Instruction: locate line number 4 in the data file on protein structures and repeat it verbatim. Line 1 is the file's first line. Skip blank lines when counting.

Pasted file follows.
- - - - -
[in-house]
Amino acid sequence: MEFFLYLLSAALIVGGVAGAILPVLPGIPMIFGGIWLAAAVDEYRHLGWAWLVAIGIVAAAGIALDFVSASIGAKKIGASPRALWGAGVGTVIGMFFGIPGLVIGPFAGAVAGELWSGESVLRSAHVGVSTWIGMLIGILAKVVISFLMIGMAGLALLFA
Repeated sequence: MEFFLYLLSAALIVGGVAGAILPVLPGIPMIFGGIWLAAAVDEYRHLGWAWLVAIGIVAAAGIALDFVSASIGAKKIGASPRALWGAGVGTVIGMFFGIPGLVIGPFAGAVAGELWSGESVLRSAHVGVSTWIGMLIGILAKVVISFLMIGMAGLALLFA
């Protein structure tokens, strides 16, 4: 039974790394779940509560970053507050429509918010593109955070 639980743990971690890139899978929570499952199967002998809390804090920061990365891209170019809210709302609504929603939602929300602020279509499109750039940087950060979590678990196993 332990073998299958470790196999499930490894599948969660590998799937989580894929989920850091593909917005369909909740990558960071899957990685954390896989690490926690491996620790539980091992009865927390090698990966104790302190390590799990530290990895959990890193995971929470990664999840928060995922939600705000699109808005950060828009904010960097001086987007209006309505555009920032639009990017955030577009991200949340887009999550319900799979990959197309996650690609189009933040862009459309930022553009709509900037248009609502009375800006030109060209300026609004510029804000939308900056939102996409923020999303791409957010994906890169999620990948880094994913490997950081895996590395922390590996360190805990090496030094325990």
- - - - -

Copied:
């Protein structure tokens, strides 16, 4: 039974790394779940509560970053507050429509918010593109955070 639980743990971690890139899978929570499952199967002998809390804090920061990365891209170019809210709302609504929603939602929300602020279509499109750039940087950060979590678990196993 332990073998299958470790196999499930490894599948969660590998799937989580894929989920850091593909917005369909909740990558960071899957990685954390896989690490926690491996620790539980091992009865927390090698990966104790302190390590799990530290990895959990890193995971929470990664999840928060995922939600705000699109808005950060828009904010960097001086987007209006309505555009920032639009990017955030577009991200949340887009999550319900799979990959197309996650690609189009933040862009459309930022553009709509900037248009609502009375800006030109060209300026609004510029804000939308900056939102996409923020999303791409957010994906890169999620990948880094994913490997950081895996590395922390590996360190805990090496030094325990």